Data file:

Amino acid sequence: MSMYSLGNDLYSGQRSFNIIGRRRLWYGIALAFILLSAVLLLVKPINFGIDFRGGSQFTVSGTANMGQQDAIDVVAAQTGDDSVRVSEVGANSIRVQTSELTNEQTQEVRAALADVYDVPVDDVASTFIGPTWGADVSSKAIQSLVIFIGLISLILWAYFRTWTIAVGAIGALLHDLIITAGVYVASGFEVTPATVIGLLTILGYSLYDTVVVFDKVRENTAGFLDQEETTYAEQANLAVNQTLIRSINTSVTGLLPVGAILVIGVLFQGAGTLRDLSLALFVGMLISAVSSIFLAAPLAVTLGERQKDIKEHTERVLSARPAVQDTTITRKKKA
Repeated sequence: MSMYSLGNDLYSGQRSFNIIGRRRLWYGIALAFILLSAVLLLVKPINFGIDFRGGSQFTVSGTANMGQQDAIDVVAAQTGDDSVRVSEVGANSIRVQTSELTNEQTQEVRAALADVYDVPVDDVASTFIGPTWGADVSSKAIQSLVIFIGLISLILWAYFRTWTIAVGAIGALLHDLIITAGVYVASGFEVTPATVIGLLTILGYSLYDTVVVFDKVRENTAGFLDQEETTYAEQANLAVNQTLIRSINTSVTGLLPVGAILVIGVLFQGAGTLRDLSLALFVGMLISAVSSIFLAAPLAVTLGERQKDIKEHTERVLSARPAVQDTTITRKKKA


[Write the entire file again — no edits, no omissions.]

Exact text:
Amino acid sequence: MSMYSLGNDLYSGQRSFNIIGRRRLWYGIALAFILLSAVLLLVKPINFGIDFRGGSQFTVSGTANMGQQDAIDVVAAQTGDDSVRVSEVGANSIRVQTSELTNEQTQEVRAALADVYDVPVDDVASTFIGPTWGADVSSKAIQSLVIFIGLISLILWAYFRTWTIAVGAIGALLHDLIITAGVYVASGFEVTPATVIGLLTILGYSLYDTVVVFDKVRENTAGFLDQEETTYAEQANLAVNQTLIRSINTSVTGLLPVGAILVIGVLFQGAGTLRDLSLALFVGMLISAVSSIFLAAPLAVTLGERQKDIKEHTERVLSARPAVQDTTITRKKKA
Repeated sequence: MSMYSLGNDLYSGQRSFNIIGRRRLWYGIALAFILLSAVLLLVKPINFGIDFRGGSQFTVSGTANMGQQDAIDVVAAQTGDDSVRVSEVGANSIRVQTSELTNEQTQEVRAALADVYDVPVDDVASTFIGPTWGADVSSKAIQSLVIFIGLISLILWAYFRTWTIAVGAIGALLHDLIITAGVYVASGFEVTPATVIGLLTILGYSLYDTVVVFDKVRENTAGFLDQEETTYAEQANLAVNQTLIRSINTSVTGLLPVGAILVIGVLFQGAGTLRDLSLALFVGMLISAVSSIFLAAPLAVTLGERQKDIKEHTERVLSARPAVQDTTITRKKKA